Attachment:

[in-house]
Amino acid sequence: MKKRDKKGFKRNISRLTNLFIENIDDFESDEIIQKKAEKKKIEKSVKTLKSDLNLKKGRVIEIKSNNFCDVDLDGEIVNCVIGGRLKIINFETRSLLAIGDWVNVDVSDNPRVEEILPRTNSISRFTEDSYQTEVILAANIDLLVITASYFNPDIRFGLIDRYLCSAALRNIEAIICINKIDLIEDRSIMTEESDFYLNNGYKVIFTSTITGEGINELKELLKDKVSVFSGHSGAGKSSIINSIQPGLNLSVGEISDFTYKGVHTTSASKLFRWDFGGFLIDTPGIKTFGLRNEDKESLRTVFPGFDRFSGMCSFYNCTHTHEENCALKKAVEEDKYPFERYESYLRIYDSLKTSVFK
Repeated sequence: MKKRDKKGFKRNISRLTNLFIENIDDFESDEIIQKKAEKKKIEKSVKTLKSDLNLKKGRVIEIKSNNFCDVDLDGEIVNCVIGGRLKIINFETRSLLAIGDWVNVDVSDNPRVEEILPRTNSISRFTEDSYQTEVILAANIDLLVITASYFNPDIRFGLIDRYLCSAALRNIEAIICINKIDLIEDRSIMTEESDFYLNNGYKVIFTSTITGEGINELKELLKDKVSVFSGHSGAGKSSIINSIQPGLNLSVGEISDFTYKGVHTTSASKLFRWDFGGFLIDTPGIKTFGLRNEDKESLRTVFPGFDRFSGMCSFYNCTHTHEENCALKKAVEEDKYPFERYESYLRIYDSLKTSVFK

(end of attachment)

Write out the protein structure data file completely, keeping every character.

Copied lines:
[in-house]
Amino acid sequence: MKKRDKKGFKRNISRLTNLFIENIDDFESDEIIQKKAEKKKIEKSVKTLKSDLNLKKGRVIEIKSNNFCDVDLDGEIVNCVIGGRLKIINFETRSLLAIGDWVNVDVSDNPRVEEILPRTNSISRFTEDSYQTEVILAANIDLLVITASYFNPDIRFGLIDRYLCSAALRNIEAIICINKIDLIEDRSIMTEESDFYLNNGYKVIFTSTITGEGINELKELLKDKVSVFSGHSGAGKSSIINSIQPGLNLSVGEISDFTYKGVHTTSASKLFRWDFGGFLIDTPGIKTFGLRNEDKESLRTVFPGFDRFSGMCSFYNCTHTHEENCALKKAVEEDKYPFERYESYLRIYDSLKTSVFK
Repeated sequence: MKKRDKKGFKRNISRLTNLFIENIDDFESDEIIQKKAEKKKIEKSVKTLKSDLNLKKGRVIEIKSNNFCDVDLDGEIVNCVIGGRLKIINFETRSLLAIGDWVNVDVSDNPRVEEILPRTNSISRFTEDSYQTEVILAANIDLLVITASYFNPDIRFGLIDRYLCSAALRNIEAIICINKIDLIEDRSIMTEESDFYLNNGYKVIFTSTITGEGINELKELLKDKVSVFSGHSGAGKSSIINSIQPGLNLSVGEISDFTYKGVHTTSASKLFRWDFGGFLIDTPGIKTFGLRNEDKESLRTVFPGFDRFSGMCSFYNCTHTHEENCALKKAVEEDKYPFERYESYLRIYDSLKTSVFK